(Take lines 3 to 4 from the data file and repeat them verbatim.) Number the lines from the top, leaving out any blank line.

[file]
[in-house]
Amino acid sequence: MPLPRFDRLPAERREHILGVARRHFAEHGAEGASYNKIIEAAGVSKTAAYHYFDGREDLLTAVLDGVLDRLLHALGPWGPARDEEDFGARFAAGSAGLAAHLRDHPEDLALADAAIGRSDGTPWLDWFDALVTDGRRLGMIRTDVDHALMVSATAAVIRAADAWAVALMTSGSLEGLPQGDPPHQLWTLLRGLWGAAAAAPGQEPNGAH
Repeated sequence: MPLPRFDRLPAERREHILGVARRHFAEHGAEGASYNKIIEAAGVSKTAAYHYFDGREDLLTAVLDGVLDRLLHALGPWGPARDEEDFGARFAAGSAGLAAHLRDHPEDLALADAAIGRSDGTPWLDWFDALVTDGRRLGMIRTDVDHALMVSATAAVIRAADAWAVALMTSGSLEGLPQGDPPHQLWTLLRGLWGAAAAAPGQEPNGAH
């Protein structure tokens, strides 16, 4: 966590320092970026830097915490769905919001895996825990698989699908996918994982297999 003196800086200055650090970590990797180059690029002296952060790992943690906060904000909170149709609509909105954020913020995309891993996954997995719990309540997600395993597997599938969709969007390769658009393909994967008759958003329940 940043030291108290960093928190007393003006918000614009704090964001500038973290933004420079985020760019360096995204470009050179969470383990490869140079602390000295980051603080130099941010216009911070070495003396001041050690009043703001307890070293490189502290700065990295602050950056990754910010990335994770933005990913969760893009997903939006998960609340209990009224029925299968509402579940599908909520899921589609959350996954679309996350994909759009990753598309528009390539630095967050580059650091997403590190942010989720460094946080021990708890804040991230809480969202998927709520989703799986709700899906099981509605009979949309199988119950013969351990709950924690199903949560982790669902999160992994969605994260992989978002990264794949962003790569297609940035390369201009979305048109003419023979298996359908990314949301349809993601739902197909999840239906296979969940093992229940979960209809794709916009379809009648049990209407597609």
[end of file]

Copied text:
Repeated sequence: MPLPRFDRLPAERREHILGVARRHFAEHGAEGASYNKIIEAAGVSKTAAYHYFDGREDLLTAVLDGVLDRLLHALGPWGPARDEEDFGARFAAGSAGLAAHLRDHPEDLALADAAIGRSDGTPWLDWFDALVTDGRRLGMIRTDVDHALMVSATAAVIRAADAWAVALMTSGSLEGLPQGDPPHQLWTLLRGLWGAAAAAPGQEPNGAH
């Protein structure tokens, strides 16, 4: 966590320092970026830097915490769905919001895996825990698989699908996918994982297999 003196800086200055650090970590990797180059690029002296952060790992943690906060904000909170149709609509909105954020913020995309891993996954997995719990309540997600395993597997599938969709969007390769658009393909994967008759958003329940 940043030291108290960093928190007393003006918000614009704090964001500038973290933004420079985020760019360096995204470009050179969470383990490869140079602390000295980051603080130099941010216009911070070495003396001041050690009043703001307890070293490189502290700065990295602050950056990754910010990335994770933005990913969760893009997903939006998960609340209990009224029925299968509402579940599908909520899921589609959350996954679309996350994909759009990753598309528009390539630095967050580059650091997403590190942010989720460094946080021990708890804040991230809480969202998927709520989703799986709700899906099981509605009979949309199988119950013969351990709950924690199903949560982790669902999160992994969605994260992989978002990264794949962003790569297609940035390369201009979305048109003419023979298996359908990314949301349809993601739902197909999840239906296979969940093992229940979960209809794709916009379809009648049990209407597609």